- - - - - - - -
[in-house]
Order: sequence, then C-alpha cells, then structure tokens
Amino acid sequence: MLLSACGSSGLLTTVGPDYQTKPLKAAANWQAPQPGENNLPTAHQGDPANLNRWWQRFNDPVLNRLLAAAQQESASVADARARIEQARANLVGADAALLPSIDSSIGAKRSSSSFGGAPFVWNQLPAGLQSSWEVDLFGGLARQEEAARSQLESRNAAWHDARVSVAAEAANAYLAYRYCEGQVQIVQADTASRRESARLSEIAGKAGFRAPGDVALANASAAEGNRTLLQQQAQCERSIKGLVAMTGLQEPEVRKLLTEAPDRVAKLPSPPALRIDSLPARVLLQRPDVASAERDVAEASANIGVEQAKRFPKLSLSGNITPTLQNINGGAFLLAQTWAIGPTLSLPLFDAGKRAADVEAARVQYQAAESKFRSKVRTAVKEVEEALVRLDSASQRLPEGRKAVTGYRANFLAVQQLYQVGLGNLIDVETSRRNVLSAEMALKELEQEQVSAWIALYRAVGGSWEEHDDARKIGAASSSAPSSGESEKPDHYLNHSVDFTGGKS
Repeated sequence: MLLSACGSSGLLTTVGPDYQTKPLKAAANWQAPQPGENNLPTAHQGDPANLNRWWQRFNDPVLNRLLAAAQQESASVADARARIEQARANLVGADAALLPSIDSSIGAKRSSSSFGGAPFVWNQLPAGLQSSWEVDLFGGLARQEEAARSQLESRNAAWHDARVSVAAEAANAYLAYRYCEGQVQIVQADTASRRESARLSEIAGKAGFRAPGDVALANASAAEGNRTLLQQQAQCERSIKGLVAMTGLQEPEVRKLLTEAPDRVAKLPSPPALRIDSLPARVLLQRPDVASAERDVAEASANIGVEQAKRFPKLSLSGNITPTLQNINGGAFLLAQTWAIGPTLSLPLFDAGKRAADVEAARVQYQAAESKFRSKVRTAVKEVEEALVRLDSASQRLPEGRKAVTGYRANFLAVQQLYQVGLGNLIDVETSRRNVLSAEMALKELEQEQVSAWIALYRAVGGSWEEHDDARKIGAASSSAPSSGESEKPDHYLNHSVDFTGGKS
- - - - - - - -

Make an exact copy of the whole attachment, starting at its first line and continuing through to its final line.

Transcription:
[in-house]
Order: sequence, then C-alpha cells, then structure tokens
Amino acid sequence: MLLSACGSSGLLTTVGPDYQTKPLKAAANWQAPQPGENNLPTAHQGDPANLNRWWQRFNDPVLNRLLAAAQQESASVADARARIEQARANLVGADAALLPSIDSSIGAKRSSSSFGGAPFVWNQLPAGLQSSWEVDLFGGLARQEEAARSQLESRNAAWHDARVSVAAEAANAYLAYRYCEGQVQIVQADTASRRESARLSEIAGKAGFRAPGDVALANASAAEGNRTLLQQQAQCERSIKGLVAMTGLQEPEVRKLLTEAPDRVAKLPSPPALRIDSLPARVLLQRPDVASAERDVAEASANIGVEQAKRFPKLSLSGNITPTLQNINGGAFLLAQTWAIGPTLSLPLFDAGKRAADVEAARVQYQAAESKFRSKVRTAVKEVEEALVRLDSASQRLPEGRKAVTGYRANFLAVQQLYQVGLGNLIDVETSRRNVLSAEMALKELEQEQVSAWIALYRAVGGSWEEHDDARKIGAASSSAPSSGESEKPDHYLNHSVDFTGGKS
Repeated sequence: MLLSACGSSGLLTTVGPDYQTKPLKAAANWQAPQPGENNLPTAHQGDPANLNRWWQRFNDPVLNRLLAAAQQESASVADARARIEQARANLVGADAALLPSIDSSIGAKRSSSSFGGAPFVWNQLPAGLQSSWEVDLFGGLARQEEAARSQLESRNAAWHDARVSVAAEAANAYLAYRYCEGQVQIVQADTASRRESARLSEIAGKAGFRAPGDVALANASAAEGNRTLLQQQAQCERSIKGLVAMTGLQEPEVRKLLTEAPDRVAKLPSPPALRIDSLPARVLLQRPDVASAERDVAEASANIGVEQAKRFPKLSLSGNITPTLQNINGGAFLLAQTWAIGPTLSLPLFDAGKRAADVEAARVQYQAAESKFRSKVRTAVKEVEEALVRLDSASQRLPEGRKAVTGYRANFLAVQQLYQVGLGNLIDVETSRRNVLSAEMALKELEQEQVSAWIALYRAVGGSWEEHDDARKIGAASSSAPSSGESEKPDHYLNHSVDFTGGKS